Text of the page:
had been more than two hours since Laughter had been dumped into the dark

Some of the Hobson survivors were plucked from the Atlantic by the
Rescued Seamen

Rodman and three other destroyers that were escorting the Wasp. They were
the USS Stribling (DD-867), USS O’Hare (DD-849) and USS Corry (DD-
817). Some destroyer men risked their lives by jumping into the ocean to
help the stricken Hobson sailors.

At least one Hobson survivor, according to Seaman Laughter, “did not
get his feet wet.” He was on the bow of the Hobson when the Wasp struck
the Hobson amidships. The force of the hit caused the bow of the Hobson to
heave upward, tossing the Hobson crew member onto the Wasp.

The damaged Wasp
Working from the edge of the flight deck, the
Hobson survivors rode the Wasp back to New York. Speaking
of “back,” the Wasp’s bow was so heavily damaged that the carrier sailed
backwards during its return to the United States. The ship entered a dry
dock in Bayonne, NJ, where the bow of the Wasp was replaced with the
bow from a similar aircraft carrier, the USS Hornet. Laughter and the other
Hobson survivors were given 30 days leave.

Jim Laughter today

The soft spoken Laughter praised the crews of the Rodman and the other three destroyers that took
part in the rescue effort. “They stayed with us,” he said, “and the Wasp crew
threw more than a thousand life jackets into the ocean.” There were also
many small boats and rafts used to pick up survivors.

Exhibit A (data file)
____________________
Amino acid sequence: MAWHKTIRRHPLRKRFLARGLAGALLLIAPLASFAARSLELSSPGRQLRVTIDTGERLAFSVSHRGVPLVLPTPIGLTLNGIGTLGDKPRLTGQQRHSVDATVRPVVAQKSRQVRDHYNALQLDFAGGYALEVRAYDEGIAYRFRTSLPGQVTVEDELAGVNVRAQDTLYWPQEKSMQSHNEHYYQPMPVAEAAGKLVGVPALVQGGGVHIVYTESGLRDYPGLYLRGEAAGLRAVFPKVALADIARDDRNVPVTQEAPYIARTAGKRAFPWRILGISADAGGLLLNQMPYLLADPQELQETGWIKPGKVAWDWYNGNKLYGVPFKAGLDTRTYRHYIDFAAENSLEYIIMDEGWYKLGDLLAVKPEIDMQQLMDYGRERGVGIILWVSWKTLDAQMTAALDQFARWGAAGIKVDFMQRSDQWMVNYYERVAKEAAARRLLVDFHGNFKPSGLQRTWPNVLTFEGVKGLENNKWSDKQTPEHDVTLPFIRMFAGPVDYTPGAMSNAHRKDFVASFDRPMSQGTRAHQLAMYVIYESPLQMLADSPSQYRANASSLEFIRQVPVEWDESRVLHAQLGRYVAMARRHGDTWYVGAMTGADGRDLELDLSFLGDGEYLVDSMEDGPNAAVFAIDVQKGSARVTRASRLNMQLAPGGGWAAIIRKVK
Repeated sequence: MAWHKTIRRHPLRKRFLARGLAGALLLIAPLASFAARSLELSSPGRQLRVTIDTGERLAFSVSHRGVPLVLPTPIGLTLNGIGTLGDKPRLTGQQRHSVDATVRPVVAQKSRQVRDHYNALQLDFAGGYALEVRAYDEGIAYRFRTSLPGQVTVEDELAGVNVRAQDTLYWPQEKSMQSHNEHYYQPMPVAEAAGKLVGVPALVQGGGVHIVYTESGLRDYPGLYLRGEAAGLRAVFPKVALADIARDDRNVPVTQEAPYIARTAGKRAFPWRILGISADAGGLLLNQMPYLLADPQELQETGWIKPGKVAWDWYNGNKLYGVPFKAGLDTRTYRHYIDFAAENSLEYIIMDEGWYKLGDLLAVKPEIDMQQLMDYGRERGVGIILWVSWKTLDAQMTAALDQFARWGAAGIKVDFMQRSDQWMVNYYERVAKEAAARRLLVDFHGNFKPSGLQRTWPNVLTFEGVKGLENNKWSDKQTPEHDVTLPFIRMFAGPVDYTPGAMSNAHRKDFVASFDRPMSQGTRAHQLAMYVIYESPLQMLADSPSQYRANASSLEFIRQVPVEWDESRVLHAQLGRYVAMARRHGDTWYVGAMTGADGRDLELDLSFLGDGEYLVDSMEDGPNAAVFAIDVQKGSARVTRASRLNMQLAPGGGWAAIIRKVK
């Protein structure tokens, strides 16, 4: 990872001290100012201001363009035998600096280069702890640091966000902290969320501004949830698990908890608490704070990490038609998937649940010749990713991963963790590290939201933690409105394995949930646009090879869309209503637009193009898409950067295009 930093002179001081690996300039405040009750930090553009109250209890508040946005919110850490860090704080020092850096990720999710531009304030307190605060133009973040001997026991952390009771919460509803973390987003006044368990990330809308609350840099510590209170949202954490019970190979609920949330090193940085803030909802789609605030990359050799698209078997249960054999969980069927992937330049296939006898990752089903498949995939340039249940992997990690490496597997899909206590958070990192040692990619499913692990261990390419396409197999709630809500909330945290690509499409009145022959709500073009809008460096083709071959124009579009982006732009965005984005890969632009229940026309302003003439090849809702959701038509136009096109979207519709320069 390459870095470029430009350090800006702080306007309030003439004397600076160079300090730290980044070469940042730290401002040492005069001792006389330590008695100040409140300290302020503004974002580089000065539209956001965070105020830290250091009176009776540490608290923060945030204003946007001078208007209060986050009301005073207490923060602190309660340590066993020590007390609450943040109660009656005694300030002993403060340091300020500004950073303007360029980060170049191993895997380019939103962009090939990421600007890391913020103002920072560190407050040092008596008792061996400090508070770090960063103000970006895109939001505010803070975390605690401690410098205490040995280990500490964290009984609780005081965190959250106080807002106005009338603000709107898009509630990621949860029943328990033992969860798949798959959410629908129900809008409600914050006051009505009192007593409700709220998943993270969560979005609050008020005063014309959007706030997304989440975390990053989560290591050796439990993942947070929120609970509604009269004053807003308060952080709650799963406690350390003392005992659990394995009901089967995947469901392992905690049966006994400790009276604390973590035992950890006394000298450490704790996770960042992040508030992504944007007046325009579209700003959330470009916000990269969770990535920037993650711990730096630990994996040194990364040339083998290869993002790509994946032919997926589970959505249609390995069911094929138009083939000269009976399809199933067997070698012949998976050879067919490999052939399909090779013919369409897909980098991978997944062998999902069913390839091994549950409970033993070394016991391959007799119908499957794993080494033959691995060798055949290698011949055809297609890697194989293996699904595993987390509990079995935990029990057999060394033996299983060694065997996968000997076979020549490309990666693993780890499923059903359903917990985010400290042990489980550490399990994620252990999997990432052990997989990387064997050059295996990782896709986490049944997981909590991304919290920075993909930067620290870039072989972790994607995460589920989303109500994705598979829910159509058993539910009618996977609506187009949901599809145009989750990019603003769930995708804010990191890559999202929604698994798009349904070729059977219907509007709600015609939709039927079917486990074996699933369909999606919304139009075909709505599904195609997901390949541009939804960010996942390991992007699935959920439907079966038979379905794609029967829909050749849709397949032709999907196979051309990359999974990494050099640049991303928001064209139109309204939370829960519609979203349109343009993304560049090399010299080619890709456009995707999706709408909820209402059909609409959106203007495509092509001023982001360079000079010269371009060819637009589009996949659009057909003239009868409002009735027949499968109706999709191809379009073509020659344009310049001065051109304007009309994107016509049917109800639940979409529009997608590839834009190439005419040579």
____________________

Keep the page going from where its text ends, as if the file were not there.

Today Laughter calls
what happened “a bad deal.”
But, he speaks freely and without bitterness about the fateful night
when he faced death. He blames no one. He married his fiancée Barbara
Jones on May 24, 1952, at Waughtown Baptist Church in Winston-Salem.

In less than four months they will celebrate their 60th anniversary.

About two years ago the U.S.S. Wasp Association decided to honor
the Hobson survivors for the first time by making them lifetime members.

A year ago there was a memorial service held in conjunction with the
Wasp association’s annual meeting. It is important to note that the Wasp
association holds these meeting at various locales throughout the country.
This latest meeting was in Charleston, SC, the Hobson’s home port.

Charleston  Monument
Two years after the Hobson went down a monument inscribed with
the names of all who died that awful April night was dedicated at White
Park Gardens in Charleston’s Battery Park. There are 176 names on this
monument. James Laughter’s is not one of them. He is one of the 61 men
who survived the ultimate “peril on the sea.”

“I wish the Wasp had done this reunion sooner because there are not
many of us left,” Laughter said. Indeed, the November 2011 issue of the
U.S.S. Wasp Association newsletter lists the names and addresses of 14
men. “I always wanted to thank somebody for what they did,” Laughter

Author Sparrow and Laughter
With that, he simply added, “Thank you.” 

Upon the chaos dark and rude,
And bid its angry tumult cease,
And, give for wild confusion peace:
Oh, hear us when we cry to thee
For those in peril on the sea.

Eternal Father, Strong to Save, 3d v.
Text: William Whiting, 1825-1878
Tune: John B. Dykes, 1823-1876.


(Editor's Note; Warren Sparrow served as an officer on the USS WASP from 1959 til 1962)